Mr. Coolidge recognized the essence of good business was in strengthening ties of service and collaboration with others. He never saw the validity of an adversarial system, such as Bentham and the socialist economists espoused. Profit was important, of course, but not the supreme purpose of good business relations. He understood that business was about more than “crushing the competition.” It was about building bridges, not burning them. That is why he demanded a meeting with an apprehensive editor one afternoon. The editor had not published the entire number of articles agreed upon and written by the former President. Still, Mr. Coolidge had been paid for the entire set. The editor, bracing for confrontation, was shocked to find the former president wanted to meet in order to return the balance of the money due for the articles not published. To Coolidge, if they were not “good enough” to warrant publication, it would not be right to take money for them. In this way, good business is preserved.
The former President, writing another article on June 17, 1931, observed the necessity for “good business” to continue, especially as folks struggled to keep commerce going,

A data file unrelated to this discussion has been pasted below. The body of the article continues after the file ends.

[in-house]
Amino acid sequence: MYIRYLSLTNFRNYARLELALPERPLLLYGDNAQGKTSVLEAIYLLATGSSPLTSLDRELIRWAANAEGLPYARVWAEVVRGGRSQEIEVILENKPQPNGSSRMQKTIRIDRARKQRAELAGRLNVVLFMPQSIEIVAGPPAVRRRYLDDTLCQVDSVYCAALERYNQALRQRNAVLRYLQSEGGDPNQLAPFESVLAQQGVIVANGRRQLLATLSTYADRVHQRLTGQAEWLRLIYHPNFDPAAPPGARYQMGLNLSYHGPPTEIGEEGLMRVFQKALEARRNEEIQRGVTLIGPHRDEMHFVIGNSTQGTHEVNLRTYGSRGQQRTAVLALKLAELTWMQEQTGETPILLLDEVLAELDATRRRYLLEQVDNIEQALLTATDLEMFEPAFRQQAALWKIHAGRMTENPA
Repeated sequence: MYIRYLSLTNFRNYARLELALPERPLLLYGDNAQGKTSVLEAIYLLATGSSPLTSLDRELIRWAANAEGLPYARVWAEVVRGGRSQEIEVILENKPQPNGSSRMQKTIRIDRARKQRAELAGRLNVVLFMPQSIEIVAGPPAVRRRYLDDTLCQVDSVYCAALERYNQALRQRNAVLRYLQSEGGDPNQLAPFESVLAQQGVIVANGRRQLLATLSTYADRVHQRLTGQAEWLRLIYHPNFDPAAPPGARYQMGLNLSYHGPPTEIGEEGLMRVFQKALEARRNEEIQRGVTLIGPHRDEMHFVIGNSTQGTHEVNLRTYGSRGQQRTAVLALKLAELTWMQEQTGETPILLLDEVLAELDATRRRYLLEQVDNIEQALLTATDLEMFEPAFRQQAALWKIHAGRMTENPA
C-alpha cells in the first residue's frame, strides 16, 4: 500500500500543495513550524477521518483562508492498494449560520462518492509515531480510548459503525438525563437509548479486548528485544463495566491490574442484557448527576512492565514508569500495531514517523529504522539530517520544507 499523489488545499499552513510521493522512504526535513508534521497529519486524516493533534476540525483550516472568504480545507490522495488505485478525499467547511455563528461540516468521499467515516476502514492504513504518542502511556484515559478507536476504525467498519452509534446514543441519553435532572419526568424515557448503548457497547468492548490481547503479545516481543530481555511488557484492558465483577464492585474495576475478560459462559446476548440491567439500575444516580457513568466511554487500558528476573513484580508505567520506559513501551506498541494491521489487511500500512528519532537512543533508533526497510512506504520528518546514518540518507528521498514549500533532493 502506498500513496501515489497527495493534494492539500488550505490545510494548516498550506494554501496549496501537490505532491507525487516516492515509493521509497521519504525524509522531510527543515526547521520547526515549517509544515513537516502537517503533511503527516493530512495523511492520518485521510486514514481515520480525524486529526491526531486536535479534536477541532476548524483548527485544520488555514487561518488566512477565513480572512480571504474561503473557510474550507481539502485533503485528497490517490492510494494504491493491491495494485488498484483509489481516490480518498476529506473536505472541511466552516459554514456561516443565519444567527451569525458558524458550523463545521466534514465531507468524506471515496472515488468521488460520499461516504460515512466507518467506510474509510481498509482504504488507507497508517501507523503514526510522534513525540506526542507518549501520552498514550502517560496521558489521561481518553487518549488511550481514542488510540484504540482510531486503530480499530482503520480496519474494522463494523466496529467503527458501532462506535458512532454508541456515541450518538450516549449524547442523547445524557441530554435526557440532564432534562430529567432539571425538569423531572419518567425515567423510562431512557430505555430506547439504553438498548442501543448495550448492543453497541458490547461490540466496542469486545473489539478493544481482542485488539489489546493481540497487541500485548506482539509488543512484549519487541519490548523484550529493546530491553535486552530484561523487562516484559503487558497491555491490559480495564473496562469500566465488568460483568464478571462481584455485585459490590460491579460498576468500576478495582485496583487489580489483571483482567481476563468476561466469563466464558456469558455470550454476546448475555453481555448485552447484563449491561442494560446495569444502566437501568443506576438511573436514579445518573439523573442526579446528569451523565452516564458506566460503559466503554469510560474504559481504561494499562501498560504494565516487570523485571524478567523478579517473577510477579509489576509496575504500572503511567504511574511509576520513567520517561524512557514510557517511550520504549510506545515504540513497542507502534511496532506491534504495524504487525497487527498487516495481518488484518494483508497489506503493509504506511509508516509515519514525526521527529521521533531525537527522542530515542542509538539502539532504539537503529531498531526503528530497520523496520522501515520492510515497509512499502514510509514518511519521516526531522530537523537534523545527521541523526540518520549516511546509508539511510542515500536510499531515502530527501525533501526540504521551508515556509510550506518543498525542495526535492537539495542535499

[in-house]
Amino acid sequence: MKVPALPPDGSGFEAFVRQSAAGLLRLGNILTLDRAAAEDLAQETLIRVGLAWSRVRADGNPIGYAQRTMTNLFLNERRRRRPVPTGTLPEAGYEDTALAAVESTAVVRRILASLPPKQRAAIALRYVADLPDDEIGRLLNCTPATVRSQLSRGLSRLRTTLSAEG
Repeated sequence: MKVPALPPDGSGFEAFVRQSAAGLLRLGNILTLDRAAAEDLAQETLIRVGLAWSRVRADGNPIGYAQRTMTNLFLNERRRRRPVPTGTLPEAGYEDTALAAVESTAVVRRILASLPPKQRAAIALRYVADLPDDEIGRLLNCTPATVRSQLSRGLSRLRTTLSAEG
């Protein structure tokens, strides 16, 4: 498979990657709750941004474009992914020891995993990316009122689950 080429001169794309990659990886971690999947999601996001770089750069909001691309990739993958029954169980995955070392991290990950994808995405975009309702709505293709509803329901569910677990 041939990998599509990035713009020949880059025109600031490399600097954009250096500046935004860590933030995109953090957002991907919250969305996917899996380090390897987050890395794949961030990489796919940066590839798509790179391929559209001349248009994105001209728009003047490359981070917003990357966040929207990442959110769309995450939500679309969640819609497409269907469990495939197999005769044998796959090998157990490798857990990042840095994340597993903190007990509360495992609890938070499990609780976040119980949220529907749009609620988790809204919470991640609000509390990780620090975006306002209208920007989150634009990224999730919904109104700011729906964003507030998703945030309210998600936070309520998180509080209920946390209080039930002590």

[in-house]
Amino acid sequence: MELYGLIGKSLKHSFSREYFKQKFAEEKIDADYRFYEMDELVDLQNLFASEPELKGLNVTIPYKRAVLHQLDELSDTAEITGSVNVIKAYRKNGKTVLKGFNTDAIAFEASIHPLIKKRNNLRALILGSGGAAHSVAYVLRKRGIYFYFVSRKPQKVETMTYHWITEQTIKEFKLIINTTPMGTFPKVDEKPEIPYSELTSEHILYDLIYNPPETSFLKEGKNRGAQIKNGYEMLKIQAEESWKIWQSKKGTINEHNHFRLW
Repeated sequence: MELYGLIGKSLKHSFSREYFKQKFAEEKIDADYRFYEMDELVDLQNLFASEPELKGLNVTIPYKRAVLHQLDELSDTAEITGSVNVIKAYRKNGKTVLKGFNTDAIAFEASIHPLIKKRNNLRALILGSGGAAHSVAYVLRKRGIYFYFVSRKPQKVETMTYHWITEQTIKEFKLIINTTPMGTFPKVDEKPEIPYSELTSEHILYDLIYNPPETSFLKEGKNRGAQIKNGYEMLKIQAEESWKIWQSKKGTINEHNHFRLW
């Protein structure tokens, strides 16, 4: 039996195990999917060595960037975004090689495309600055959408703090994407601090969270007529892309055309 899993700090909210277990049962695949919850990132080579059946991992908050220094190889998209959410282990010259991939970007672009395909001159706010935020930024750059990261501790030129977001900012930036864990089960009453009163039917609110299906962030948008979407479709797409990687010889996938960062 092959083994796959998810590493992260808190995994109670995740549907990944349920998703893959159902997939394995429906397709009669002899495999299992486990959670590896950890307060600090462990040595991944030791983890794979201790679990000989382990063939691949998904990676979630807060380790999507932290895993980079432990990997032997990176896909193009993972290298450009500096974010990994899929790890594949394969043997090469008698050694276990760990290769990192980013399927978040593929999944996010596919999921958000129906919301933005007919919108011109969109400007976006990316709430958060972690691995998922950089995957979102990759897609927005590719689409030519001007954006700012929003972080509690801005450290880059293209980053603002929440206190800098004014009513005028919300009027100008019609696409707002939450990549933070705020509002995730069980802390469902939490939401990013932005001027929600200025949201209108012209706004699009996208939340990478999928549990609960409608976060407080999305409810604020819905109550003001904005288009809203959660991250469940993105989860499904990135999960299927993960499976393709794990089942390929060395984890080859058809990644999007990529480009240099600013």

“It is a very sound business principle to let the other fellow make a profit. That was the essence of the slogan we heard a few years ago about passing prosperity around. The same thought is involved in paying good wages and fair prices. Cutting prices calls for cutting wages in the end.
“This is often the basis of the complaint against large concerns. When they control a large percentage of production they control the prices of the raw and unfinished materials used in that trade. They become almost the sole market for them. Under this condition there is a strong tendency in the name of efficiency and good management to squeeze out the small concerns furnishing these materials. But it is not usually good business.
“We are all so much a part of a common system of life that the business world is not healthy unless we all have a chance. A profit made by squeezing some one else out of a livelihood will almost surely turn up later as a loss. The great asset in trade is good will. The best producer of good will is the profit which others make” (emphasis added).